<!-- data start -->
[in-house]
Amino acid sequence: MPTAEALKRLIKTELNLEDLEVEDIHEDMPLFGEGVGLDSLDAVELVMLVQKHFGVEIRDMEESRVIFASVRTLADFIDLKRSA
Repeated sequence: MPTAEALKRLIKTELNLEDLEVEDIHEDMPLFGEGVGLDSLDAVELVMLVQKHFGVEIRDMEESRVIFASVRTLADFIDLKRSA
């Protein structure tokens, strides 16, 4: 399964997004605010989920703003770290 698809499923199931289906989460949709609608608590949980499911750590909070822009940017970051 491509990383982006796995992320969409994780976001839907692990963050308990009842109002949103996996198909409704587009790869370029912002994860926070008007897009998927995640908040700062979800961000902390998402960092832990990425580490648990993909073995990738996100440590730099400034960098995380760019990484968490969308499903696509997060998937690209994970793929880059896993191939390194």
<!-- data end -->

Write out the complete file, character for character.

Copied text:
[in-house]
Amino acid sequence: MPTAEALKRLIKTELNLEDLEVEDIHEDMPLFGEGVGLDSLDAVELVMLVQKHFGVEIRDMEESRVIFASVRTLADFIDLKRSA
Repeated sequence: MPTAEALKRLIKTELNLEDLEVEDIHEDMPLFGEGVGLDSLDAVELVMLVQKHFGVEIRDMEESRVIFASVRTLADFIDLKRSA
């Protein structure tokens, strides 16, 4: 399964997004605010989920703003770290 698809499923199931289906989460949709609608608590949980499911750590909070822009940017970051 491509990383982006796995992320969409994780976001839907692990963050308990009842109002949103996996198909409704587009790869370029912002994860926070008007897009998927995640908040700062979800961000902390998402960092832990990425580490648990993909073995990738996100440590730099400034960098995380760019990484968490969308499903696509997060998937690209994970793929880059896993191939390194």